The amendments also made compositional but essentially cosmetic changes to the PPC, expanding its membership from seven to nine and reducing the Cabinet’s share of seats. Yet the president still appoints all but one of the committee’s members, including “three public figures … not affiliated with any political party.” The ninth is still the head of the Shura Council and the chair of the committee.26

The new law also introduces regulations that impact on political parties’ participation in public life. For example, the 2005 law limits to two the number of newspapers a party may publish without applying for a license (previously, the law set no limit on the number of newspapers parties could publish).27 The new law also increases the number and broadens the constituency that a new party must establish it has in order to qualify as a political party: Law 40/1977 required that a petition to create a new political party had to be signed by 50 founding members, and that half of these had to be “peasants and farmers.”28 Law 177/2005 raises the number of “officially authenticated” signatures required to 1,000 and stipulates that these should be “drawn from at least ten governorates with no less than fifty members from each [of the ten governorates],” but drops the requirement that half of these be peasants and farmers.29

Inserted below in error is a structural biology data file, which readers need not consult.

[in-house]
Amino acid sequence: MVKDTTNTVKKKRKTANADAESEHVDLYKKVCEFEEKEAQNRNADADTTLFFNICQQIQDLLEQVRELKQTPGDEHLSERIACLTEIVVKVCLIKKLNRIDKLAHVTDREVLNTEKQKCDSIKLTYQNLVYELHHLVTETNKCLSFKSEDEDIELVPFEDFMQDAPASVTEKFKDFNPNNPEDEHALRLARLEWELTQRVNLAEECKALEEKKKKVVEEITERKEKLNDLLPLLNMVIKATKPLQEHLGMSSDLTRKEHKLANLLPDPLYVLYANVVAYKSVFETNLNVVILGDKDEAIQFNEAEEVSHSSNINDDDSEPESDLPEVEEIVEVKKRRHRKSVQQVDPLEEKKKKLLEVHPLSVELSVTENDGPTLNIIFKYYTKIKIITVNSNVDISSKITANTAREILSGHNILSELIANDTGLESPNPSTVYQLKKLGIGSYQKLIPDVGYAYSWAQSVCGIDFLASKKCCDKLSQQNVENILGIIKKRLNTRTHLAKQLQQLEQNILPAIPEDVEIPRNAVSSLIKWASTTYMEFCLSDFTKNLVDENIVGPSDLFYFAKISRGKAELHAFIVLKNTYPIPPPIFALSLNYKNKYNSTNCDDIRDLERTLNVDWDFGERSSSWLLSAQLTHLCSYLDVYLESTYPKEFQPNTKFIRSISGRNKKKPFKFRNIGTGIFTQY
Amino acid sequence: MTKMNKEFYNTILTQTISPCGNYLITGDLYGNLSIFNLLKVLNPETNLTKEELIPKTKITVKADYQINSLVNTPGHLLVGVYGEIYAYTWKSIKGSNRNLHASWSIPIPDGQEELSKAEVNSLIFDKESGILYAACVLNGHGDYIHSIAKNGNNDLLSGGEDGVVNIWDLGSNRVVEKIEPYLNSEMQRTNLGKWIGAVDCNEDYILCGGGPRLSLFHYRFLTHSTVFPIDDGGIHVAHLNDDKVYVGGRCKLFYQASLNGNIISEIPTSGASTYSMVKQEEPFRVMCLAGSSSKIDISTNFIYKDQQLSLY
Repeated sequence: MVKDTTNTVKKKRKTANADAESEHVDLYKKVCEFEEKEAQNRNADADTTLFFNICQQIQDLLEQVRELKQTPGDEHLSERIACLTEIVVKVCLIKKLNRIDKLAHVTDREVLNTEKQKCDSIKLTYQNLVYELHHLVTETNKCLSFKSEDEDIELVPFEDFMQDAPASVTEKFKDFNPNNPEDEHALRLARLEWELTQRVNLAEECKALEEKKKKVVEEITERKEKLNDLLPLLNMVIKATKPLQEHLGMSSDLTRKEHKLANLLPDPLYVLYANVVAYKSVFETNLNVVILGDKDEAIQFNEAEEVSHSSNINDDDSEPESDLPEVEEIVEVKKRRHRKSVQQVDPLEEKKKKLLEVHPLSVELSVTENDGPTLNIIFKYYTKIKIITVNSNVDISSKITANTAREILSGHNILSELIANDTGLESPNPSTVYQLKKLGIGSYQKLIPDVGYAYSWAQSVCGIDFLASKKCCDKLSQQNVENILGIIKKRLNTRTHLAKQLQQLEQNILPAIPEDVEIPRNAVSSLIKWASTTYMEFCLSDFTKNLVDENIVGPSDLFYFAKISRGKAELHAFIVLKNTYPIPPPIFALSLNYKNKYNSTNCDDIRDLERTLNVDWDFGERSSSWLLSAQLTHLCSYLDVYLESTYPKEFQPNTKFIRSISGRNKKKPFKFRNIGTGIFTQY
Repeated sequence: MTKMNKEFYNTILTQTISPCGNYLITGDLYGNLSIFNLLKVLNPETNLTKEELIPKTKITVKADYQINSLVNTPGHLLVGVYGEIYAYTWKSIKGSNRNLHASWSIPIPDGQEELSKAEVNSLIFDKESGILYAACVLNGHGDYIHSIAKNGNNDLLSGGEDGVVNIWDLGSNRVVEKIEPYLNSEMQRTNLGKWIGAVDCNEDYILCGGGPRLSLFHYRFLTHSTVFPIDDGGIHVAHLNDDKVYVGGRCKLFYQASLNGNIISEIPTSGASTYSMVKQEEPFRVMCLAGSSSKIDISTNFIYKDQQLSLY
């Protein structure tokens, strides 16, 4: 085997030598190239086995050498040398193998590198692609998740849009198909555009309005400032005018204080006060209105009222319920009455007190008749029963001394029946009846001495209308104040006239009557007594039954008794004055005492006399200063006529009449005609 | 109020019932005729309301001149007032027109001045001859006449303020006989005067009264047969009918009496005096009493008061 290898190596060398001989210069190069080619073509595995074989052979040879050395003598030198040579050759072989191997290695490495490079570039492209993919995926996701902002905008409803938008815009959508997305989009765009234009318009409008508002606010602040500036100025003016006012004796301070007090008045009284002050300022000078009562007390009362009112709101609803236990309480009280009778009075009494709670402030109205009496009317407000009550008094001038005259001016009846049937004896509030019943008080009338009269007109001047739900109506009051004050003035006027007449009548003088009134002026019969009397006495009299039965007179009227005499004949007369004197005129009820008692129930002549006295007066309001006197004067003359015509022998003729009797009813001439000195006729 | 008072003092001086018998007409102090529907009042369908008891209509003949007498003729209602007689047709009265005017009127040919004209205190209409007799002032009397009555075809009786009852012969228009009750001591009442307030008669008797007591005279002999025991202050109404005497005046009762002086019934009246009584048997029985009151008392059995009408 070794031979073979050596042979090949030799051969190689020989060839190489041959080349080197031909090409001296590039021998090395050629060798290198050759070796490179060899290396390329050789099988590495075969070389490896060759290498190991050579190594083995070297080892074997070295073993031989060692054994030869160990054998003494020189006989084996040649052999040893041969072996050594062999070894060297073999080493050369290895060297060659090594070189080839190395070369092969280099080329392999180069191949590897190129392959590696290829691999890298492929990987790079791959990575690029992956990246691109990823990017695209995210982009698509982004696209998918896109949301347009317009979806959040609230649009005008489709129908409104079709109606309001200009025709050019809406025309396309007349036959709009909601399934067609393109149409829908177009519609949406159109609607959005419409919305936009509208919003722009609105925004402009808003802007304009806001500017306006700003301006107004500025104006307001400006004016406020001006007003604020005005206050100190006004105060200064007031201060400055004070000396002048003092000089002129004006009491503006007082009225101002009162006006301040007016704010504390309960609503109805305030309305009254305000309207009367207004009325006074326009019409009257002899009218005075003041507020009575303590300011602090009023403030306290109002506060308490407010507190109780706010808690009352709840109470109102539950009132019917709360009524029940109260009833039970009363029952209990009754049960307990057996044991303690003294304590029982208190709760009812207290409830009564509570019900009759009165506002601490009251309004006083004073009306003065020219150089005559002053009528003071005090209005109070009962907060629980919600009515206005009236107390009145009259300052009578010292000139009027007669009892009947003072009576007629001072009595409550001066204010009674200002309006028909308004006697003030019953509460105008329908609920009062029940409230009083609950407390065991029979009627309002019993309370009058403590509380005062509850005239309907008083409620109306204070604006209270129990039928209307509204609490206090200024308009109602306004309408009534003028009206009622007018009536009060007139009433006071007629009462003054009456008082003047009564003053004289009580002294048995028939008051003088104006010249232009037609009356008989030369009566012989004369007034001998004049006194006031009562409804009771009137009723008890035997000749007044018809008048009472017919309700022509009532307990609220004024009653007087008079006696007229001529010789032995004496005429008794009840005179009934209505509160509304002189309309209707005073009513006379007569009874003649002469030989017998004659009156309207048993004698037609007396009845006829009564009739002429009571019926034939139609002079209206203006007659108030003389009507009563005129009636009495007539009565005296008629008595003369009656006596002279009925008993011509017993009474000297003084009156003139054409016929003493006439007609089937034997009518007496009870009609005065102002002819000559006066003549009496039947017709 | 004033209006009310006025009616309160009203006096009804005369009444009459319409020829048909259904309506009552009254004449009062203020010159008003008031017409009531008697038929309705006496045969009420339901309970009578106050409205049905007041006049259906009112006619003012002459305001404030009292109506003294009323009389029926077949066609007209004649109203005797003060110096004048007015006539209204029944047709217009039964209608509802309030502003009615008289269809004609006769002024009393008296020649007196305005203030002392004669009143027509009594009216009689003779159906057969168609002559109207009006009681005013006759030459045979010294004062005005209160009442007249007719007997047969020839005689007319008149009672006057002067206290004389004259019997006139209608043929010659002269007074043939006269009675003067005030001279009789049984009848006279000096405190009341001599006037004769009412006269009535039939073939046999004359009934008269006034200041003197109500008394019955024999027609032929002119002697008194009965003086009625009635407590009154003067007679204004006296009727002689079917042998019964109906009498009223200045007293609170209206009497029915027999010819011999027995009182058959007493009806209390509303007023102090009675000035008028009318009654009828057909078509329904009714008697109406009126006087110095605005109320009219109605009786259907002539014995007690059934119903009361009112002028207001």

More troublingly, the new law leaves intact the old law’s requirements that parties’ platforms not contradict “the requirements of maintaining national unity [and] social peace” and that parties’ platforms “constitute an addition to political life according to specific methods and goals.”30 Such vague requirements invite government abuse.